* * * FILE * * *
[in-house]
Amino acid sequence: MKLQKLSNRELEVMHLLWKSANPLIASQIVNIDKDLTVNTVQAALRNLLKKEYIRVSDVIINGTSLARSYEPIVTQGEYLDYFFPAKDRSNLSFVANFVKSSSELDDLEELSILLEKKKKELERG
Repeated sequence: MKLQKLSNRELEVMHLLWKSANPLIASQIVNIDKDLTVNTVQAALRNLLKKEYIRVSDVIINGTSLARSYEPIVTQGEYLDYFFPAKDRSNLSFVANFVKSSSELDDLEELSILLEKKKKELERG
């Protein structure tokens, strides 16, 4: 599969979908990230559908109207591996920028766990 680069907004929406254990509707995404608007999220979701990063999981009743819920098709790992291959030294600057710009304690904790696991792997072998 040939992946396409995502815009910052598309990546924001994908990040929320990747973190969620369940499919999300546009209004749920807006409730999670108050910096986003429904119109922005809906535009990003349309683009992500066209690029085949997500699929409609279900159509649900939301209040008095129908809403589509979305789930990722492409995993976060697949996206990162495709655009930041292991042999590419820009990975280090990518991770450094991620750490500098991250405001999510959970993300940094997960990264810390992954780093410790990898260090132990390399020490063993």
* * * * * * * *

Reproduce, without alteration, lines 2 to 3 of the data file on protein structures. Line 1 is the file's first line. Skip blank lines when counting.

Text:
Amino acid sequence: MKLQKLSNRELEVMHLLWKSANPLIASQIVNIDKDLTVNTVQAALRNLLKKEYIRVSDVIINGTSLARSYEPIVTQGEYLDYFFPAKDRSNLSFVANFVKSSSELDDLEELSILLEKKKKELERG
Repeated sequence: MKLQKLSNRELEVMHLLWKSANPLIASQIVNIDKDLTVNTVQAALRNLLKKEYIRVSDVIINGTSLARSYEPIVTQGEYLDYFFPAKDRSNLSFVANFVKSSSELDDLEELSILLEKKKKELERG